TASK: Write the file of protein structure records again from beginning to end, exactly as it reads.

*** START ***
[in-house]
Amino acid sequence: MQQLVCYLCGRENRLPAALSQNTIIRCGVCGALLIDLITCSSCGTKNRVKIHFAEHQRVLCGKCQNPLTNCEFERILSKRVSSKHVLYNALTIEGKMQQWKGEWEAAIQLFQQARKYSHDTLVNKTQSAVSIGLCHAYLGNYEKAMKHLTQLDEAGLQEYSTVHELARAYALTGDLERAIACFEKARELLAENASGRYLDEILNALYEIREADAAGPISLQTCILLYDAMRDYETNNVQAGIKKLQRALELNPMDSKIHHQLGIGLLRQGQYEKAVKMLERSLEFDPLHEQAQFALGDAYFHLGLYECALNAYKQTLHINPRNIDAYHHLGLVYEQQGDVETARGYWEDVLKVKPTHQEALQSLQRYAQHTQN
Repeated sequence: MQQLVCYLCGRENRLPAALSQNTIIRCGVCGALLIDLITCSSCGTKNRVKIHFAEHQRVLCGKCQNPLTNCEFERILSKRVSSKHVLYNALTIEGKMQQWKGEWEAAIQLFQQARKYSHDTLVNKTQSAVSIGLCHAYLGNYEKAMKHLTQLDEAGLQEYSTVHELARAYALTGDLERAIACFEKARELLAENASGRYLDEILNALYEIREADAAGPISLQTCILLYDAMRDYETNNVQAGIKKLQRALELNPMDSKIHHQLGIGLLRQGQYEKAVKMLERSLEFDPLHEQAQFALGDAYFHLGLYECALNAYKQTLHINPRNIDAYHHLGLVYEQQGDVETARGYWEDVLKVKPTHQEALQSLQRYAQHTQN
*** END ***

[in-house]
Amino acid sequence: MQQLVCYLCGRENRLPAALSQNTIIRCGVCGALLIDLITCSSCGTKNRVKIHFAEHQRVLCGKCQNPLTNCEFERILSKRVSSKHVLYNALTIEGKMQQWKGEWEAAIQLFQQARKYSHDTLVNKTQSAVSIGLCHAYLGNYEKAMKHLTQLDEAGLQEYSTVHELARAYALTGDLERAIACFEKARELLAENASGRYLDEILNALYEIREADAAGPISLQTCILLYDAMRDYETNNVQAGIKKLQRALELNPMDSKIHHQLGIGLLRQGQYEKAVKMLERSLEFDPLHEQAQFALGDAYFHLGLYECALNAYKQTLHINPRNIDAYHHLGLVYEQQGDVETARGYWEDVLKVKPTHQEALQSLQRYAQHTQN
Repeated sequence: MQQLVCYLCGRENRLPAALSQNTIIRCGVCGALLIDLITCSSCGTKNRVKIHFAEHQRVLCGKCQNPLTNCEFERILSKRVSSKHVLYNALTIEGKMQQWKGEWEAAIQLFQQARKYSHDTLVNKTQSAVSIGLCHAYLGNYEKAMKHLTQLDEAGLQEYSTVHELARAYALTGDLERAIACFEKARELLAENASGRYLDEILNALYEIREADAAGPISLQTCILLYDAMRDYETNNVQAGIKKLQRALELNPMDSKIHHQLGIGLLRQGQYEKAVKMLERSLEFDPLHEQAQFALGDAYFHLGLYECALNAYKQTLHINPRNIDAYHHLGLVYEQQGDVETARGYWEDVLKVKPTHQEALQSLQRYAQHTQN